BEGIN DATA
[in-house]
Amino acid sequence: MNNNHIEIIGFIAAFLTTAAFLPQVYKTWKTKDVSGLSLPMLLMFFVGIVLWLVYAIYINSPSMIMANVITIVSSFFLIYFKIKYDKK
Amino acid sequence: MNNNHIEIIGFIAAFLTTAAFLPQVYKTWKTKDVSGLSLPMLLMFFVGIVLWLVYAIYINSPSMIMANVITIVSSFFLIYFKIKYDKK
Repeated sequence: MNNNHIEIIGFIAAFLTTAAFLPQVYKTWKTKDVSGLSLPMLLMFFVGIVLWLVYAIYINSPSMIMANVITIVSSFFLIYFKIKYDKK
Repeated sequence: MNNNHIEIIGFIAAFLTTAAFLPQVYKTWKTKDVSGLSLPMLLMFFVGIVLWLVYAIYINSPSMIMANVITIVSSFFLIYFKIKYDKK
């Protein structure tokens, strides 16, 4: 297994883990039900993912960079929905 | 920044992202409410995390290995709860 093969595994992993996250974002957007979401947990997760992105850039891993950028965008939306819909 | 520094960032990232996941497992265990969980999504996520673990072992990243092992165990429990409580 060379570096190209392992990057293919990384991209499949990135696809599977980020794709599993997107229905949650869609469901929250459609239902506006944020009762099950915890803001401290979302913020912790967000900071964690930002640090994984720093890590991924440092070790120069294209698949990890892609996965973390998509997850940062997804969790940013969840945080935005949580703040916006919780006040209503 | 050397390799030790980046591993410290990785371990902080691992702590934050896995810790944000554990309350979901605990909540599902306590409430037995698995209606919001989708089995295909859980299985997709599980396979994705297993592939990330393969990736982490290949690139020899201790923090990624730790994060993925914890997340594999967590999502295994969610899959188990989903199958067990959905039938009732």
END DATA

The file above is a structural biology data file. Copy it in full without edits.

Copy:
[in-house]
Amino acid sequence: MNNNHIEIIGFIAAFLTTAAFLPQVYKTWKTKDVSGLSLPMLLMFFVGIVLWLVYAIYINSPSMIMANVITIVSSFFLIYFKIKYDKK
Amino acid sequence: MNNNHIEIIGFIAAFLTTAAFLPQVYKTWKTKDVSGLSLPMLLMFFVGIVLWLVYAIYINSPSMIMANVITIVSSFFLIYFKIKYDKK
Repeated sequence: MNNNHIEIIGFIAAFLTTAAFLPQVYKTWKTKDVSGLSLPMLLMFFVGIVLWLVYAIYINSPSMIMANVITIVSSFFLIYFKIKYDKK
Repeated sequence: MNNNHIEIIGFIAAFLTTAAFLPQVYKTWKTKDVSGLSLPMLLMFFVGIVLWLVYAIYINSPSMIMANVITIVSSFFLIYFKIKYDKK
């Protein structure tokens, strides 16, 4: 297994883990039900993912960079929905 | 920044992202409410995390290995709860 093969595994992993996250974002957007979401947990997760992105850039891993950028965008939306819909 | 520094960032990232996941497992265990969980999504996520673990072992990243092992165990429990409580 060379570096190209392992990057293919990384991209499949990135696809599977980020794709599993997107229905949650869609469901929250459609239902506006944020009762099950915890803001401290979302913020912790967000900071964690930002640090994984720093890590991924440092070790120069294209698949990890892609996965973390998509997850940062997804969790940013969840945080935005949580703040916006919780006040209503 | 050397390799030790980046591993410290990785371990902080691992702590934050896995810790944000554990309350979901605990909540599902306590409430037995698995209606919001989708089995295909859980299985997709599980396979994705297993592939990330393969990736982490290949690139020899201790923090990624730790994060993925914890997340594999967590999502295994969610899959188990989903199958067990959905039938009732």